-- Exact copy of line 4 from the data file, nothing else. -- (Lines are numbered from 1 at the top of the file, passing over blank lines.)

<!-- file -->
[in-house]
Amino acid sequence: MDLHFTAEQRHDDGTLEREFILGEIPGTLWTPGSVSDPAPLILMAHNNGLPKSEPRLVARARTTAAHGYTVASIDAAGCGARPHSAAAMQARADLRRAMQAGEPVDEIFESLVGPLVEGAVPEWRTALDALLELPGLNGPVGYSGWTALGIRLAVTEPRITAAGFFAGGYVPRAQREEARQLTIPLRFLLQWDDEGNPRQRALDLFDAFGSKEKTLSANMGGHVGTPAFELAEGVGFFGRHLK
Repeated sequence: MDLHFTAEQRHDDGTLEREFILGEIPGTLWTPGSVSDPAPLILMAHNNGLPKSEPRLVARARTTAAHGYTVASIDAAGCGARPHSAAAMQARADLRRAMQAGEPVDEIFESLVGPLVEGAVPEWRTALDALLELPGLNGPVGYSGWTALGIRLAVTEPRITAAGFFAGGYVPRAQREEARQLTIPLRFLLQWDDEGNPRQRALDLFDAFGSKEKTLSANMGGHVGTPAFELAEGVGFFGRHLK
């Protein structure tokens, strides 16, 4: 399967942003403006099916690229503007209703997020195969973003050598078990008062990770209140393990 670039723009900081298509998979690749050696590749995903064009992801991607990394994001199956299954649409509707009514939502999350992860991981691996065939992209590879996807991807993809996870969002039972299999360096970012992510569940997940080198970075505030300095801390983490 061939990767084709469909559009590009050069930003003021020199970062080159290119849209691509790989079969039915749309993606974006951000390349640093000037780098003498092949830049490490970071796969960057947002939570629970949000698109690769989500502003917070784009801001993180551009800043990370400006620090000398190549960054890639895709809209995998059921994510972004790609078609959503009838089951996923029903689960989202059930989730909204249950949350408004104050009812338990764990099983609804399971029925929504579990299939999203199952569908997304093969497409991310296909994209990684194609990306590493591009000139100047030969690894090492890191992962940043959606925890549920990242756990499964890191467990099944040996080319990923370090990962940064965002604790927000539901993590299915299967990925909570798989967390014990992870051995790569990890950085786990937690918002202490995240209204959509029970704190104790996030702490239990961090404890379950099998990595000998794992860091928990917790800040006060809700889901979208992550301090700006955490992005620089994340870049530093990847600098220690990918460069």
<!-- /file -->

């Protein structure tokens, strides 16, 4: 399967942003403006099916690229503007209703997020195969973003050598078990008062990770209140393990 670039723009900081298509998979690749050696590749995903064009992801991607990394994001199956299954649409509707009514939502999350992860991981691996065939992209590879996807991807993809996870969002039972299999360096970012992510569940997940080198970075505030300095801390983490 061939990767084709469909559009590009050069930003003021020199970062080159290119849209691509790989079969039915749309993606974006951000390349640093000037780098003498092949830049490490970071796969960057947002939570629970949000698109690769989500502003917070784009801001993180551009800043990370400006620090000398190549960054890639895709809209995998059921994510972004790609078609959503009838089951996923029903689960989202059930989730909204249950949350408004104050009812338990764990099983609804399971029925929504579990299939999203199952569908997304093969497409991310296909994209990684194609990306590493591009000139100047030969690894090492890191992962940043959606925890549920990242756990499964890191467990099944040996080319990923370090990962940064965002604790927000539901993590299915299967990925909570798989967390014990992870051995790569990890950085786990937690918002202490995240209204959509029970704190104790996030702490239990961090404890379950099998990595000998794992860091928990917790800040006060809700889901979208992550301090700006955490992005620089994340870049530093990847600098220690990918460069």